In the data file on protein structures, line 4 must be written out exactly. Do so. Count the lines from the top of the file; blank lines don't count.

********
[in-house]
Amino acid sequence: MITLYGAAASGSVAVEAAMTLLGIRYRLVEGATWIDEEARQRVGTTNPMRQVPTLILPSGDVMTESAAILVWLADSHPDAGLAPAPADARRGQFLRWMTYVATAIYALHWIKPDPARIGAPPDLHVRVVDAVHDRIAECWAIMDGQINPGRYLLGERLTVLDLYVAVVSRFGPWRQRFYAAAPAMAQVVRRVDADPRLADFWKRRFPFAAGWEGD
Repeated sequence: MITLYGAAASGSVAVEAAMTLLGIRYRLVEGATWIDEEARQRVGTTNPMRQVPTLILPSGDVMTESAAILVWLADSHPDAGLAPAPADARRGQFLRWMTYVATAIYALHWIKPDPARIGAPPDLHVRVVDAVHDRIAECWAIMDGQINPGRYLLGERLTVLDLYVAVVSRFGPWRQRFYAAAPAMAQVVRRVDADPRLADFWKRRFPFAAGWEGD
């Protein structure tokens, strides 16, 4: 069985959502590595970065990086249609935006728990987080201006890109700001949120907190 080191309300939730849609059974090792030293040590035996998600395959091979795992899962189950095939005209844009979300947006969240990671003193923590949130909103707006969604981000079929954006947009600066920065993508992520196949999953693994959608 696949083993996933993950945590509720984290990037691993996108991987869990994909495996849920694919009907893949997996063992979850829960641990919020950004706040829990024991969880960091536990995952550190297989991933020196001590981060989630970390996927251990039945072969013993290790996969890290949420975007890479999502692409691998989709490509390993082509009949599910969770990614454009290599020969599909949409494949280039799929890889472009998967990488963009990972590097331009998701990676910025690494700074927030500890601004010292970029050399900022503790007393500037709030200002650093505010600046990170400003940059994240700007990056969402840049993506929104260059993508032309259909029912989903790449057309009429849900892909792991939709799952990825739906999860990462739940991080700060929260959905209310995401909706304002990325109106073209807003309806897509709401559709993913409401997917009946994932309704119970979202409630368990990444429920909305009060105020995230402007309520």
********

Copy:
């Protein structure tokens, strides 16, 4: 069985959502590595970065990086249609935006728990987080201006890109700001949120907190 080191309300939730849609059974090792030293040590035996998600395959091979795992899962189950095939005209844009979300947006969240990671003193923590949130909103707006969604981000079929954006947009600066920065993508992520196949999953693994959608 696949083993996933993950945590509720984290990037691993996108991987869990994909495996849920694919009907893949997996063992979850829960641990919020950004706040829990024991969880960091536990995952550190297989991933020196001590981060989630970390996927251990039945072969013993290790996969890290949420975007890479999502692409691998989709490509390993082509009949599910969770990614454009290599020969599909949409494949280039799929890889472009998967990488963009990972590097331009998701990676910025690494700074927030500890601004010292970029050399900022503790007393500037709030200002650093505010600046990170400003940059994240700007990056969402840049993506929104260059993508032309259909029912989903790449057309009429849900892909792991939709799952990825739906999860990462739940991080700060929260959905209310995401909706304002990325109106073209807003309806897509709401559709993913409401997917009946994932309704119970979202409630368990990444429920909305009060105020995230402007309520």